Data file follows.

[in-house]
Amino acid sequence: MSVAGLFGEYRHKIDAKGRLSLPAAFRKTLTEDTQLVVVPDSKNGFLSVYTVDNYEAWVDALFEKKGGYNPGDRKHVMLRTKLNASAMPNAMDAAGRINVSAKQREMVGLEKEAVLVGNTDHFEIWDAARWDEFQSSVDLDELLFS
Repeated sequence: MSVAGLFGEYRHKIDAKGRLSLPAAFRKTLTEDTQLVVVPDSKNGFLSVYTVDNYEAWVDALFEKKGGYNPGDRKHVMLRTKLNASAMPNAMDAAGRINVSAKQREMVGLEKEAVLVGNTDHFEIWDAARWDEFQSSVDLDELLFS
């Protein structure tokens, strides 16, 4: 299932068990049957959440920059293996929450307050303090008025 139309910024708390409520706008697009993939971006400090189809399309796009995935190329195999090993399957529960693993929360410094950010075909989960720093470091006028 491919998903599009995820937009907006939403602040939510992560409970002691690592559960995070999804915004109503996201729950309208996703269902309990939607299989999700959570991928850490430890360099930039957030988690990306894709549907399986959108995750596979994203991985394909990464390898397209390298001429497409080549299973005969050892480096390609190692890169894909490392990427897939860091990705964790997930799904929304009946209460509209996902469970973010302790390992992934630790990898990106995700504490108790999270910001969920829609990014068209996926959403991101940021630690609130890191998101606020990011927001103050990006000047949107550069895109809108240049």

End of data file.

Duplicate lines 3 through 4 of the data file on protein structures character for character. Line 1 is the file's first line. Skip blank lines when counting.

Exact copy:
Repeated sequence: MSVAGLFGEYRHKIDAKGRLSLPAAFRKTLTEDTQLVVVPDSKNGFLSVYTVDNYEAWVDALFEKKGGYNPGDRKHVMLRTKLNASAMPNAMDAAGRINVSAKQREMVGLEKEAVLVGNTDHFEIWDAARWDEFQSSVDLDELLFS
């Protein structure tokens, strides 16, 4: 299932068990049957959440920059293996929450307050303090008025 139309910024708390409520706008697009993939971006400090189809399309796009995935190329195999090993399957529960693993929360410094950010075909989960720093470091006028 491919998903599009995820937009907006939403602040939510992560409970002691690592559960995070999804915004109503996201729950309208996703269902309990939607299989999700959570991928850490430890360099930039957030988690990306894709549907399986959108995750596979994203991985394909990464390898397209390298001429497409080549299973005969050892480096390609190692890169894909490392990427897939860091990705964790997930799904929304009946209460509209996902469970973010302790390992992934630790990898990106995700504490108790999270910001969920829609990014068209996926959403991101940021630690609130890191998101606020990011927001103050990006000047949107550069895109809108240049």